web analytics

Europe’s Gas Market Is Still Counting on Russian Supplies

Europe’s natural-gas supply seems a lot less secure even than a few weeks ago.



Photo:

nikolay doychinov/Agence France-Presse/Getty Images

A disruption in the flow of Russian gas to Europe this year is suddenly all too easy to imagine.

Europe’s natural-gas supply seems a lot less secure even than a few weeks ago. Last month, Moscow said it would end deliveries to Poland and Bulgaria, and the stakes rose again this week, after Ukraine’s gas-transport operator said it would stop transporting Russian gas through a key part of the country’s network. This prompted Moscow to sanction 31 European energy companies.

Liquefied natural gas, or LNG, is Europe’s primary swing source of the fuel, and prices at Europe’s Dutch hub have been jittery. The benchmark jumped 13% Thursday as traders scrambled to assess the likely effect of the new Russian sanctions, before falling back slightly early Friday. German Economy Minister

Robert Habeck

said Thursday that the sanctions would cut out about 3% of the country’s Russian gas deliveries, which he said could be sourced from other suppliers.

Despite the volatility, the market may not have fully baked in even a moderate supply disruption. Europe’s LNG benchmark peaked at €227 per megawatt hour, equivalent to around $236, soon after Russia invaded Ukraine. It has more than halved since, though prices remain well above prepandemic levels.

Some might dismiss this week’s drama as saber-rattling: Russia and Europe remain energy-interdependent and gas has flowed throughout all manner of regional conflicts. With trust gone, though, there are now real risks to supply. A disruption in Russia’s gas flows to Europe has been the base case of think tank Eurasia Group, according to analyst Henning Gloystein.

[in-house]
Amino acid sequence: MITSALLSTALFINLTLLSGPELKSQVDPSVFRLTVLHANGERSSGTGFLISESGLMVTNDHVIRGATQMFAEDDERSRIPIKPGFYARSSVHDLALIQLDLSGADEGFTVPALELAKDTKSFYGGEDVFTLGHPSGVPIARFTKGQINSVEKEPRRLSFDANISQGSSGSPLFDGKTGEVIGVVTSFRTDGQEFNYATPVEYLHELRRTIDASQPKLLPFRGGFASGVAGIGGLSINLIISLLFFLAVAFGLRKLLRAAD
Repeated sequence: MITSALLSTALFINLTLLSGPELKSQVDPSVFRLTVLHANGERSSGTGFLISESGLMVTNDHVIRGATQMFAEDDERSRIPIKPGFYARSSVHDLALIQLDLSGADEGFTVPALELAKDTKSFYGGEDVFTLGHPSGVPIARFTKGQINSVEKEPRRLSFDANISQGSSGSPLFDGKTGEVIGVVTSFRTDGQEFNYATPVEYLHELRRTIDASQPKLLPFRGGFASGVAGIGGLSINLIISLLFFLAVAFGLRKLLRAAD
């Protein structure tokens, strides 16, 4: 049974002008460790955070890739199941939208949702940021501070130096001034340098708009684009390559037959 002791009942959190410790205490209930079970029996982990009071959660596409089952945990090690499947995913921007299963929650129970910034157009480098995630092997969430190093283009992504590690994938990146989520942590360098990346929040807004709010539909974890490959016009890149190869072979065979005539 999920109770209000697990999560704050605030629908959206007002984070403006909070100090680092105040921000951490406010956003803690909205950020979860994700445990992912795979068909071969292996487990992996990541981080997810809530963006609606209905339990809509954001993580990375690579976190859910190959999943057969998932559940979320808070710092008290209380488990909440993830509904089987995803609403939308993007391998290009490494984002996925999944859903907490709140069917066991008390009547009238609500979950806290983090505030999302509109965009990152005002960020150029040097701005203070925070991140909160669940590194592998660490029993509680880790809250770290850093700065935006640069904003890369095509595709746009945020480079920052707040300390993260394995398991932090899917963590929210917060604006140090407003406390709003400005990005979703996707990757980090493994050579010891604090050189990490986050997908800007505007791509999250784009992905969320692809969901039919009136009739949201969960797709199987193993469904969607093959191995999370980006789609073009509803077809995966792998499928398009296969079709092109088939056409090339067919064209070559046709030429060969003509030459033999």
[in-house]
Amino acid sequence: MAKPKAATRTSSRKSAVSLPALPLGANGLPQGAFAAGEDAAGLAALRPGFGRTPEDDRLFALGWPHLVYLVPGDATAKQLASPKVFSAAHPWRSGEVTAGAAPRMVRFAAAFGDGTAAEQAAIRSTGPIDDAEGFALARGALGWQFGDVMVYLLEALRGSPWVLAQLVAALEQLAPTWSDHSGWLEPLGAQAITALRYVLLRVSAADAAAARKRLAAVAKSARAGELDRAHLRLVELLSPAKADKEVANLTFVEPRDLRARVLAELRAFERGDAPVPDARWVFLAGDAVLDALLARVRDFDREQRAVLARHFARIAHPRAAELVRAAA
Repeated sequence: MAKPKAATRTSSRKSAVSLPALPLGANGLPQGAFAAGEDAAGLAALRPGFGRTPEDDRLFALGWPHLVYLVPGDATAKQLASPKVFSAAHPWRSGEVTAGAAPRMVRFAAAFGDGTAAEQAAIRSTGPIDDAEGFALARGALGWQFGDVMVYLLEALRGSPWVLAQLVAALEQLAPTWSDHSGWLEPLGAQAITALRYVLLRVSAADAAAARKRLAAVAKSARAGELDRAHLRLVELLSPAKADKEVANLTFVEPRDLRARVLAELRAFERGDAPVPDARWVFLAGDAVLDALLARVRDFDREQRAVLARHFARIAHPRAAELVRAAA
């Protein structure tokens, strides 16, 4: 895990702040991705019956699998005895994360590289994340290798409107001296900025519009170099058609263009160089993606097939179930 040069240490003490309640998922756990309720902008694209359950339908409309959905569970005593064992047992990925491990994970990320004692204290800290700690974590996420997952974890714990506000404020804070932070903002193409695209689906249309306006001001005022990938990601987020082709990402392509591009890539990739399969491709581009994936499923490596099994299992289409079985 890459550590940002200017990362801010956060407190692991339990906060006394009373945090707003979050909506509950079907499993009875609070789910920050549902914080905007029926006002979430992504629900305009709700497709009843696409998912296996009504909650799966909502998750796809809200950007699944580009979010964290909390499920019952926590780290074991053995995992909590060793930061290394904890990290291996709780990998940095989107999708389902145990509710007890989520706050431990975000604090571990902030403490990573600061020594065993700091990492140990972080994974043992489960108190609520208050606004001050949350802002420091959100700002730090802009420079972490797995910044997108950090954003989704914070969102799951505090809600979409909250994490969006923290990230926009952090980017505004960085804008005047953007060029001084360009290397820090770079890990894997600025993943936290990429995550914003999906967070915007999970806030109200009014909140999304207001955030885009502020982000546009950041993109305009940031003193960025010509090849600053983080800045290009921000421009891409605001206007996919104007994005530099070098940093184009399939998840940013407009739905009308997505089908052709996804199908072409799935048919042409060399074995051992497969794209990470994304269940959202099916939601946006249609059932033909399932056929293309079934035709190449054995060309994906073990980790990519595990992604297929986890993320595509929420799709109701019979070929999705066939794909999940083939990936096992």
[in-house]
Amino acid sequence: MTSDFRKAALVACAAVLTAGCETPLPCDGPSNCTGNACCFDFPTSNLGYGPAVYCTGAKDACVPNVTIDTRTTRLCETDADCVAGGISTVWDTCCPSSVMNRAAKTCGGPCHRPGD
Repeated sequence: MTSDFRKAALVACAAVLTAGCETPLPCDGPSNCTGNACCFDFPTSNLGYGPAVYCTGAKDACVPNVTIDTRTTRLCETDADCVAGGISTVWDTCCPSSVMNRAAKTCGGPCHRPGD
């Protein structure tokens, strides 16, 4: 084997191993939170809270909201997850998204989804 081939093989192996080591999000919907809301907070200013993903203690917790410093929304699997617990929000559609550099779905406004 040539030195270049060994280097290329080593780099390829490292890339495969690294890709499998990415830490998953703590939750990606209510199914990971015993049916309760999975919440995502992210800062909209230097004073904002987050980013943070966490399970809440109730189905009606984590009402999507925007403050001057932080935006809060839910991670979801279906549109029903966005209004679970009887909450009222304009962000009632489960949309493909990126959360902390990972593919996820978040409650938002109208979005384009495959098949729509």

There are physical risks. Ukraine is home to the infrastructure that transported about one-third of Europe’s imports of Russian gas in the last three months of 2021, and some oil pipelines too. While Russian forces have refocused on the southeast of Ukraine, missile strikes continue around the country. There is a real chance some energy infrastructure is hit, either intentionally or by accident. Hostilities would make repairs tricky, particularly as Ukrainian transport companies and the Russian energy producers had acrimonious relationships long before the invasion.

Politics also might cause a supply disruption. Initial sanctions steered well clear of European energy flows, but no longer. The U.S. banned Russian oil purchases and the European Union is finalizing a similar embargo. Those sanctions, or other developments like Finland or Sweden seeking to join NATO, could prompt Moscow to retaliate by shutting off gas to more European countries. Kyiv might also be tempted to stop the flows that help fund Russia’s invading forces.

To replace Russian gas, Europe would need to buy the entire LNG spot market,

Shell’s

chief executive said last week. While technically possible, that is unrealistic. Any significant supply disruption would therefore create shortages. A scenario where Russia completely cuts off energy exports to Europe, including gas, would likely cause extreme prices, a large reduction in demand and possibly even power rationing, although blackouts could still be avoided, says Fabian Rønningen of Rystad Energy.

Rystad estimates that current European storage levels would last through most of 2022, barring unexpected weather events. But the outlook for next winter is darker. Germany is most reliant on Russian gas, although estimates for the economic impact of losing it vary widely, from less than 1% of German economic output, to 12%, in an analysis that included second-order effects.

Pipeline diplomacy has kept Russian gas flowing into Western Europe for decades, but the reasons to think this time is different just keep coming.

Write to Rochelle Toplensky at rochelle.toplensky@wsj.com

Copyright ©2022 Dow Jones & Company, Inc. All Rights Reserved. 87990cbe856818d5eddac44c7b1cdeb8